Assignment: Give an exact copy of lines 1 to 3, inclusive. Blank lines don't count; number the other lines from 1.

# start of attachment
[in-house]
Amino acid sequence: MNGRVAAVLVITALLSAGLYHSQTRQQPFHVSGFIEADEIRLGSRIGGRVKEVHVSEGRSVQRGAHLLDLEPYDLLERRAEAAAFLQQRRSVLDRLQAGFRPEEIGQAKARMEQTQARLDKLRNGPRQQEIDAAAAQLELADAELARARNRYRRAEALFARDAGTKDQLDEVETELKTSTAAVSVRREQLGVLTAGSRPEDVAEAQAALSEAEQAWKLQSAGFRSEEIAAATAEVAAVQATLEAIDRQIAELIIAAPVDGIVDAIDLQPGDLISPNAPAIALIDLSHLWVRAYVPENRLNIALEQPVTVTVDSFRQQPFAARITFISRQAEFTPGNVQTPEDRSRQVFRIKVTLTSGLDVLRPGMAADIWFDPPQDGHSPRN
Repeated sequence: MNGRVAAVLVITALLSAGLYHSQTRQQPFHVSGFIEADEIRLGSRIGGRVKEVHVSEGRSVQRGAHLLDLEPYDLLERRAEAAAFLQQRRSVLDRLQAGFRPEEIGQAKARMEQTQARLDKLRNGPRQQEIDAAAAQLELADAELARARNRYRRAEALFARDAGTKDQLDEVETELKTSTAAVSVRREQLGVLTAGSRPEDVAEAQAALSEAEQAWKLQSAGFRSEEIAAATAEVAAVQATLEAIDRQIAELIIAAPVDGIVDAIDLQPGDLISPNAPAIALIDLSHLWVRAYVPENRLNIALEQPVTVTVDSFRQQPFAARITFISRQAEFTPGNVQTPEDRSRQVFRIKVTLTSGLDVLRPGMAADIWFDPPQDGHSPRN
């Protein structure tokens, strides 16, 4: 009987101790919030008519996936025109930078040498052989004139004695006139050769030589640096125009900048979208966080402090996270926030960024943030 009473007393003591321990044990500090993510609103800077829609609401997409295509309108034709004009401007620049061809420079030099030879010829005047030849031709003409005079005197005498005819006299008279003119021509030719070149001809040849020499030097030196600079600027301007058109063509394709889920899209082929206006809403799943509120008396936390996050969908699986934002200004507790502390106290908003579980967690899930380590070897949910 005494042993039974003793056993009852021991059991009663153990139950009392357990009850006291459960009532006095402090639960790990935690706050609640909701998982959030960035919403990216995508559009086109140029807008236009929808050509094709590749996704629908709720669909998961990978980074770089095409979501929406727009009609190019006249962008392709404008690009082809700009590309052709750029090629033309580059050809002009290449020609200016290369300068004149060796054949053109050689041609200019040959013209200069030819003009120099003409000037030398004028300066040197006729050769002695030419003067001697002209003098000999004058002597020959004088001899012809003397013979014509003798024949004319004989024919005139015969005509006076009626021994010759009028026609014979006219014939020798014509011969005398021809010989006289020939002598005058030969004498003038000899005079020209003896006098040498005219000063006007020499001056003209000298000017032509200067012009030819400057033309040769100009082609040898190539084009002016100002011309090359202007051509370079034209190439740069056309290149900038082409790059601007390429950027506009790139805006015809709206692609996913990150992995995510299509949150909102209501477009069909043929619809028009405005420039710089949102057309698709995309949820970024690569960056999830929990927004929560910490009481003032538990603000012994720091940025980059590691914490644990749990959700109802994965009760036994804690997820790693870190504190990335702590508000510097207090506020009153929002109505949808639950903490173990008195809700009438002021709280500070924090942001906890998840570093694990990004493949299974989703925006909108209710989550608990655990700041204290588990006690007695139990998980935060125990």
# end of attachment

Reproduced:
[in-house]
Amino acid sequence: MNGRVAAVLVITALLSAGLYHSQTRQQPFHVSGFIEADEIRLGSRIGGRVKEVHVSEGRSVQRGAHLLDLEPYDLLERRAEAAAFLQQRRSVLDRLQAGFRPEEIGQAKARMEQTQARLDKLRNGPRQQEIDAAAAQLELADAELARARNRYRRAEALFARDAGTKDQLDEVETELKTSTAAVSVRREQLGVLTAGSRPEDVAEAQAALSEAEQAWKLQSAGFRSEEIAAATAEVAAVQATLEAIDRQIAELIIAAPVDGIVDAIDLQPGDLISPNAPAIALIDLSHLWVRAYVPENRLNIALEQPVTVTVDSFRQQPFAARITFISRQAEFTPGNVQTPEDRSRQVFRIKVTLTSGLDVLRPGMAADIWFDPPQDGHSPRN
Repeated sequence: MNGRVAAVLVITALLSAGLYHSQTRQQPFHVSGFIEADEIRLGSRIGGRVKEVHVSEGRSVQRGAHLLDLEPYDLLERRAEAAAFLQQRRSVLDRLQAGFRPEEIGQAKARMEQTQARLDKLRNGPRQQEIDAAAAQLELADAELARARNRYRRAEALFARDAGTKDQLDEVETELKTSTAAVSVRREQLGVLTAGSRPEDVAEAQAALSEAEQAWKLQSAGFRSEEIAAATAEVAAVQATLEAIDRQIAELIIAAPVDGIVDAIDLQPGDLISPNAPAIALIDLSHLWVRAYVPENRLNIALEQPVTVTVDSFRQQPFAARITFISRQAEFTPGNVQTPEDRSRQVFRIKVTLTSGLDVLRPGMAADIWFDPPQDGHSPRN